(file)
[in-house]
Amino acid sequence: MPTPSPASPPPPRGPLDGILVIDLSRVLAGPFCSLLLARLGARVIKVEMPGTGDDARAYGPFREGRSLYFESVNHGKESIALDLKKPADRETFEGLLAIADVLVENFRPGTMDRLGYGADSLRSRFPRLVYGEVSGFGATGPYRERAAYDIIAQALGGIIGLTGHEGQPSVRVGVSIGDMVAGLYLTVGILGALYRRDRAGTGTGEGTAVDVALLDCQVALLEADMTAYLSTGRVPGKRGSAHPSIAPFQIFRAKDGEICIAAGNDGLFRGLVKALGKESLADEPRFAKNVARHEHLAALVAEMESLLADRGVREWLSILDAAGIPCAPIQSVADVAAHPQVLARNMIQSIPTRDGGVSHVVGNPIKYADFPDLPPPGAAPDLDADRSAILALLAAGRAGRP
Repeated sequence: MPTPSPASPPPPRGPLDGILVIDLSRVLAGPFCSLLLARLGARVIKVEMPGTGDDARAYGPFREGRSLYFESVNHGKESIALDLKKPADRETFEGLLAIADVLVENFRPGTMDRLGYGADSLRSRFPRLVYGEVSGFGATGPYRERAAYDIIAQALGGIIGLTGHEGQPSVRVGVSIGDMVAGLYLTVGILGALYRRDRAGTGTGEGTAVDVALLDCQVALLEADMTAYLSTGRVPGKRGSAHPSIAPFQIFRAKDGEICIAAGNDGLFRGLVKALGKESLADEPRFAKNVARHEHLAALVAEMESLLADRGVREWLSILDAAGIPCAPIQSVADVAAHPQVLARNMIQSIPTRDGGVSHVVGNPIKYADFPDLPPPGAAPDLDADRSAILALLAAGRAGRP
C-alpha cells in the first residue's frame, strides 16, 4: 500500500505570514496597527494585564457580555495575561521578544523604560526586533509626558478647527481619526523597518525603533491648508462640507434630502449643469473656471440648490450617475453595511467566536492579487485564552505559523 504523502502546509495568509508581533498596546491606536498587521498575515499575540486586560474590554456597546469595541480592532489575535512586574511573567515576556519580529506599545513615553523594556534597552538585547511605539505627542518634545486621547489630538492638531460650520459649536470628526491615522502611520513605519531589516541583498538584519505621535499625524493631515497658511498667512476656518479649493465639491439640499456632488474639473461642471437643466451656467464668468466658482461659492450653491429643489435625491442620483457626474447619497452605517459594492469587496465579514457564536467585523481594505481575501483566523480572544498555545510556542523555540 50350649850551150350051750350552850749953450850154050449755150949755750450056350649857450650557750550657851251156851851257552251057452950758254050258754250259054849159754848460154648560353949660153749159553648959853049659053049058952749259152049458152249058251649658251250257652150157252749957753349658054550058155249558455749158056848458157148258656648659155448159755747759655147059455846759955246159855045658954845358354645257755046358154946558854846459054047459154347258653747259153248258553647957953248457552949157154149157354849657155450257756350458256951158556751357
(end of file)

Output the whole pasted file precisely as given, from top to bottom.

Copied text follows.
[in-house]
Amino acid sequence: MPTPSPASPPPPRGPLDGILVIDLSRVLAGPFCSLLLARLGARVIKVEMPGTGDDARAYGPFREGRSLYFESVNHGKESIALDLKKPADRETFEGLLAIADVLVENFRPGTMDRLGYGADSLRSRFPRLVYGEVSGFGATGPYRERAAYDIIAQALGGIIGLTGHEGQPSVRVGVSIGDMVAGLYLTVGILGALYRRDRAGTGTGEGTAVDVALLDCQVALLEADMTAYLSTGRVPGKRGSAHPSIAPFQIFRAKDGEICIAAGNDGLFRGLVKALGKESLADEPRFAKNVARHEHLAALVAEMESLLADRGVREWLSILDAAGIPCAPIQSVADVAAHPQVLARNMIQSIPTRDGGVSHVVGNPIKYADFPDLPPPGAAPDLDADRSAILALLAAGRAGRP
Repeated sequence: MPTPSPASPPPPRGPLDGILVIDLSRVLAGPFCSLLLARLGARVIKVEMPGTGDDARAYGPFREGRSLYFESVNHGKESIALDLKKPADRETFEGLLAIADVLVENFRPGTMDRLGYGADSLRSRFPRLVYGEVSGFGATGPYRERAAYDIIAQALGGIIGLTGHEGQPSVRVGVSIGDMVAGLYLTVGILGALYRRDRAGTGTGEGTAVDVALLDCQVALLEADMTAYLSTGRVPGKRGSAHPSIAPFQIFRAKDGEICIAAGNDGLFRGLVKALGKESLADEPRFAKNVARHEHLAALVAEMESLLADRGVREWLSILDAAGIPCAPIQSVADVAAHPQVLARNMIQSIPTRDGGVSHVVGNPIKYADFPDLPPPGAAPDLDADRSAILALLAAGRAGRP
C-alpha cells in the first residue's frame, strides 16, 4: 500500500505570514496597527494585564457580555495575561521578544523604560526586533509626558478647527481619526523597518525603533491648508462640507434630502449643469473656471440648490450617475453595511467566536492579487485564552505559523 504523502502546509495568509508581533498596546491606536498587521498575515499575540486586560474590554456597546469595541480592532489575535512586574511573567515576556519580529506599545513615553523594556534597552538585547511605539505627542518634545486621547489630538492638531460650520459649536470628526491615522502611520513605519531589516541583498538584519505621535499625524493631515497658511498667512476656518479649493465639491439640499456632488474639473461642471437643466451656467464668468466658482461659492450653491429643489435625491442620483457626474447619497452605517459594492469587496465579514457564536467585523481594505481575501483566523480572544498555545510556542523555540 50350649850551150350051750350552850749953450850154050449755150949755750450056350649857450650557750550657851251156851851257552251057452950758254050258754250259054849159754848460154648560353949660153749159553648959853049659053049058952749259152049458152249058251649658251250257652150157252749957753349658054550058155249558455749158056848458157148258656648659155448159755747759655147059455846759955246159855045658954845358354645257755046358154946558854846459054047459154347258653747259153248258553647957953248457552949157154149157354849657155450257756350458256951158556751357